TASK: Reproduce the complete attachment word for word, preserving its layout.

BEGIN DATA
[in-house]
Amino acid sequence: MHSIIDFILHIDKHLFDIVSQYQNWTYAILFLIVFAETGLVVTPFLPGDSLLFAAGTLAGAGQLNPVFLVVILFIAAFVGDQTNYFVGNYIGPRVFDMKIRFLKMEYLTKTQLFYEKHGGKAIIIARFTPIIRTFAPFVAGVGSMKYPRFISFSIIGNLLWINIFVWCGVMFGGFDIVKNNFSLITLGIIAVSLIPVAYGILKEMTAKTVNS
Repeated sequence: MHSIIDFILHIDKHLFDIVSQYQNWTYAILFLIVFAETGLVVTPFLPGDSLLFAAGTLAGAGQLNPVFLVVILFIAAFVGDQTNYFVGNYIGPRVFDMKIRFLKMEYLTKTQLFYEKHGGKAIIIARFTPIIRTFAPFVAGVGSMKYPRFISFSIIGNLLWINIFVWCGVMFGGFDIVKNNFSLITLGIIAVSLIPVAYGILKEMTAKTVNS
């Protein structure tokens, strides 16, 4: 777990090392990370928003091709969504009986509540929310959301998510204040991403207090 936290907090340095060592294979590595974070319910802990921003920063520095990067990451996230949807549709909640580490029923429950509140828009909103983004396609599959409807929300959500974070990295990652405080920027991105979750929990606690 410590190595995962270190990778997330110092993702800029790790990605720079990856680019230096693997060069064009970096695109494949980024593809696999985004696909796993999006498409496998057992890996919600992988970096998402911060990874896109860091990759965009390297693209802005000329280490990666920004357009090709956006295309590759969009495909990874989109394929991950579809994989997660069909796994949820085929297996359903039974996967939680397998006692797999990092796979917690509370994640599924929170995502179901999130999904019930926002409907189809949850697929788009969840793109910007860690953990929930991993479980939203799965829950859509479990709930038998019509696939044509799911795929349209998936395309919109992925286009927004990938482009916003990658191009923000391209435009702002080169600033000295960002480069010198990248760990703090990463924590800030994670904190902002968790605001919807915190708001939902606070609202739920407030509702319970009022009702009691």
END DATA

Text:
[in-house]
Amino acid sequence: MHSIIDFILHIDKHLFDIVSQYQNWTYAILFLIVFAETGLVVTPFLPGDSLLFAAGTLAGAGQLNPVFLVVILFIAAFVGDQTNYFVGNYIGPRVFDMKIRFLKMEYLTKTQLFYEKHGGKAIIIARFTPIIRTFAPFVAGVGSMKYPRFISFSIIGNLLWINIFVWCGVMFGGFDIVKNNFSLITLGIIAVSLIPVAYGILKEMTAKTVNS
Repeated sequence: MHSIIDFILHIDKHLFDIVSQYQNWTYAILFLIVFAETGLVVTPFLPGDSLLFAAGTLAGAGQLNPVFLVVILFIAAFVGDQTNYFVGNYIGPRVFDMKIRFLKMEYLTKTQLFYEKHGGKAIIIARFTPIIRTFAPFVAGVGSMKYPRFISFSIIGNLLWINIFVWCGVMFGGFDIVKNNFSLITLGIIAVSLIPVAYGILKEMTAKTVNS
């Protein structure tokens, strides 16, 4: 777990090392990370928003091709969504009986509540929310959301998510204040991403207090 936290907090340095060592294979590595974070319910802990921003920063520095990067990451996230949807549709909640580490029923429950509140828009909103983004396609599959409807929300959500974070990295990652405080920027991105979750929990606690 410590190595995962270190990778997330110092993702800029790790990605720079990856680019230096693997060069064009970096695109494949980024593809696999985004696909796993999006498409496998057992890996919600992988970096998402911060990874896109860091990759965009390297693209802005000329280490990666920004357009090709956006295309590759969009495909990874989109394929991950579809994989997660069909796994949820085929297996359903039974996967939680397998006692797999990092796979917690509370994640599924929170995502179901999130999904019930926002409907189809949850697929788009969840793109910007860690953990929930991993479980939203799965829950859509479990709930038998019509696939044509799911795929349209998936395309919109992925286009927004990938482009916003990658191009923000391209435009702002080169600033000295960002480069010198990248760990703090990463924590800030994670904190902002968790605001919807915190708001939902606070609202739920407030509702319970009022009702009691």